Evolutionary analysis of transportation systems has also been a popular research direction [28, 29]. As the expansion of railways plays an important role in shaping the transportation structures of countries, regions, and cities, the dynamic evolution process of railway networks has drawn increasing attention. Marti-Henneberg [30] analyzed the evolution of railways in Europe from 1840 to 2010 on the basis of the railway lines in service and the changes in state economic geography. It was revealed that every national railway network has exhibited unique characteristics even though they have similar guidelines. Murayama [31] measured the time-based connectivity of the Japanese railway network (JRN) using a time-distance matrix to explore how the nationwide expansion of the JRN achieved a time-shrinking effect during 1868-1990 and showed that travel time was reduced by 80% over the course of the century. Moreover, they pointed out that the cities connected by high-speed lines had the most significant gains. The evolution of CRN has also been widely studied as China has experienced a period of rapid CRN development in recent decades. Wang et al. [32] examined the expansion of CRN in the twentieth century and revealed an evolutionary process from “preliminary construction” to “deep intensification”. Further, Jiao et al. [33] adopted three centrality indicators with regard to network topology to examine the changes in node connectivity in China’s high-speed rail network from 2003 to 2014 and showed that network connectivity was significantly improved. Xu et al. [34] proposed a connectivity-accessibility index to assess the impact of the future railway network structure on the potential development of cities. The results show that cities in the Yangtze River Delta would suffer the most, whereas cities in the central and western regions would gain the most.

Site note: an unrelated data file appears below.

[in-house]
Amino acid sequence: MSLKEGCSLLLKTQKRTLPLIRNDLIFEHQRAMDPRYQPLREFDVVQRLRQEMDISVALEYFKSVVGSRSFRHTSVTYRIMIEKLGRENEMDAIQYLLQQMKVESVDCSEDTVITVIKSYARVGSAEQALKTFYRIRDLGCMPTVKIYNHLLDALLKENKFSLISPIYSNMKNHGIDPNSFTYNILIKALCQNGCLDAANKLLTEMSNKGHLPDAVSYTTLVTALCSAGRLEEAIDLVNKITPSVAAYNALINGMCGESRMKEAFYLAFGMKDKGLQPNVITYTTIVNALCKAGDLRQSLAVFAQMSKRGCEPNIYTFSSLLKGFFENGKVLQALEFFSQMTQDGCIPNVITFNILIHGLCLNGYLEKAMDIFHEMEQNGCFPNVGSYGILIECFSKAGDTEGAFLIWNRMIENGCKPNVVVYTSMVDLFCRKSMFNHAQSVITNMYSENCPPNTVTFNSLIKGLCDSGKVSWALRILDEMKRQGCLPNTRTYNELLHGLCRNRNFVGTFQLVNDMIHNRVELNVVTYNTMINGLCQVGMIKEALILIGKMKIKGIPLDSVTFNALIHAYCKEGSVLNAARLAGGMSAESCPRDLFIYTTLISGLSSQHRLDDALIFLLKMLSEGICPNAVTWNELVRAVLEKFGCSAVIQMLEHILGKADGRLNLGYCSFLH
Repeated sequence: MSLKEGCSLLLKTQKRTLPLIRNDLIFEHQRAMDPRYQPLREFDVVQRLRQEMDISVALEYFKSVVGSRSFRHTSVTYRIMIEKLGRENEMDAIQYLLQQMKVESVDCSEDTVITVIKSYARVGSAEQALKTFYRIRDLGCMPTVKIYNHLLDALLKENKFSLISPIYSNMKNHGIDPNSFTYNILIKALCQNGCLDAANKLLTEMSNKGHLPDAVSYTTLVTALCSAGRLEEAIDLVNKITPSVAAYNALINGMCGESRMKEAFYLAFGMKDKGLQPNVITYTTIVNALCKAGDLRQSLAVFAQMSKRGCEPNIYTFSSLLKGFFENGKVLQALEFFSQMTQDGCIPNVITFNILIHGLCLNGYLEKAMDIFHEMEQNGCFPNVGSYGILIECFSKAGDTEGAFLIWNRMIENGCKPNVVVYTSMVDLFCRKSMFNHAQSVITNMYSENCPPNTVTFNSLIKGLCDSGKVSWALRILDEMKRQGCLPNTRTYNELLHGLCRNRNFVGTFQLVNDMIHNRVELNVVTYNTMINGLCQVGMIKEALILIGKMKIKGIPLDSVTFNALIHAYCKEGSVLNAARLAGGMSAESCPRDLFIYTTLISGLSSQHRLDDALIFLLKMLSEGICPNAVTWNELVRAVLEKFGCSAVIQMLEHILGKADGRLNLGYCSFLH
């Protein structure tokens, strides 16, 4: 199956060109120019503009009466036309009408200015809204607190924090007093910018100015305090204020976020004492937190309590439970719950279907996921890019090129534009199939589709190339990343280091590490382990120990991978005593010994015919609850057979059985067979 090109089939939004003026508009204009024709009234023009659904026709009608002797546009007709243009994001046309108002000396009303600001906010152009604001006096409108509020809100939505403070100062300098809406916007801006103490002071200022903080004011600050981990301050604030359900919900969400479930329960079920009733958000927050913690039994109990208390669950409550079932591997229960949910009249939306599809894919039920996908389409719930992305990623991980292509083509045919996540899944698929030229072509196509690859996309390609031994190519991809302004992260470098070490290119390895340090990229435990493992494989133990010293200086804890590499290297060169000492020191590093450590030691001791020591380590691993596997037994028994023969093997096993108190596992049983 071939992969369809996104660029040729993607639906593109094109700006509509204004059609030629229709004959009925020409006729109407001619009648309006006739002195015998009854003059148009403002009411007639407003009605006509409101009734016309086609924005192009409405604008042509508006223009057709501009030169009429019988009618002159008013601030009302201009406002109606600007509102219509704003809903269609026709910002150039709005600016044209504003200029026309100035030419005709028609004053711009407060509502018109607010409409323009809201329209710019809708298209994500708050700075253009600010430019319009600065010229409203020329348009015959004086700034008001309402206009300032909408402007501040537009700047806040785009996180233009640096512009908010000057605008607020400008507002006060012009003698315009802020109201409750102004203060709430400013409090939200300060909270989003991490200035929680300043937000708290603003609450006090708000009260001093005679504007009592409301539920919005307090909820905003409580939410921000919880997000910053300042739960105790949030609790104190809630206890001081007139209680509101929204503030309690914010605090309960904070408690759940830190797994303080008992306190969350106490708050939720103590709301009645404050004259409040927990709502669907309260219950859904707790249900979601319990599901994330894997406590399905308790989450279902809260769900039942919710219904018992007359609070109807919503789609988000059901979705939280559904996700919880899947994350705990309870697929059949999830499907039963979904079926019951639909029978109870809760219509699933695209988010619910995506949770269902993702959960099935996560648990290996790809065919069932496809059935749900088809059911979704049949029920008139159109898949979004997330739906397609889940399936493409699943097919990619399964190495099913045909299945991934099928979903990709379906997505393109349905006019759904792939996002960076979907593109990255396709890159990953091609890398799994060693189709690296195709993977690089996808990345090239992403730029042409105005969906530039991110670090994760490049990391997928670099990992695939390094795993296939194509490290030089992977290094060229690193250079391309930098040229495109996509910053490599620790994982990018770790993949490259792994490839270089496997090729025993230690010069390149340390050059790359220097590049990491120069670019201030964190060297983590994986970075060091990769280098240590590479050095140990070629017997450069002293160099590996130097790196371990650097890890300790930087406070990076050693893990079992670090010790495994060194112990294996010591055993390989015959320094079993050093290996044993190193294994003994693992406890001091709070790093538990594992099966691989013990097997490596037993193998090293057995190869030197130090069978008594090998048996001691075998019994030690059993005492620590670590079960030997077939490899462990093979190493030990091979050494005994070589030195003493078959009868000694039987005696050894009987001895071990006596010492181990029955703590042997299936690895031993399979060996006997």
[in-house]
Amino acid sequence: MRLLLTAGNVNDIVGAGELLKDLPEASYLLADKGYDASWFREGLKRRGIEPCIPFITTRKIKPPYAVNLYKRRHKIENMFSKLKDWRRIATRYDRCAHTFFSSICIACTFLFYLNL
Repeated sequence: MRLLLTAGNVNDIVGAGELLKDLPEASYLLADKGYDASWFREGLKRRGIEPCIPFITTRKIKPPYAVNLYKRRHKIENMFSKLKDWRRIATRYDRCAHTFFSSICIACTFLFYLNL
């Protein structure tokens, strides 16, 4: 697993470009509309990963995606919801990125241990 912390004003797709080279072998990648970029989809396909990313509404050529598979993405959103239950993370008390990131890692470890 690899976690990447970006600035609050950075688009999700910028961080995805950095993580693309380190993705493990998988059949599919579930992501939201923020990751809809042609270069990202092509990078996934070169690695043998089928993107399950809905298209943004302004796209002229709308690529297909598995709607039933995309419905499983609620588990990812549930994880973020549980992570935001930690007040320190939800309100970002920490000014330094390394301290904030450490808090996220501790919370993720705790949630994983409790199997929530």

Although progress has been made in investigating the evolution of CRN, previous studies are mostly concentrated on the evolution law of the network structure. It is generally known the many parts of China differ in geographic settings, economic bases, and population [35]. CRN establishes connections among cities and thus presents specific attributes in economic geography. Studying the complex coupling relationship would be helpful to further explore the major influence of unique demographic and geographical attributes and reveal the underlying mechanism of CRN evolution in detail. In this context, we aim to investigate the evolutive characteristics of the entire CRN by combining the structural topology with the traffic dynamics during the period from 1999 to 2019. The development of high-speed trains allows for stronger spatial interaction of cities and redistribution of economic activities within regions. Finally, we explore the evolution of connections at regional levels and analyze the similarities and differences among different regions.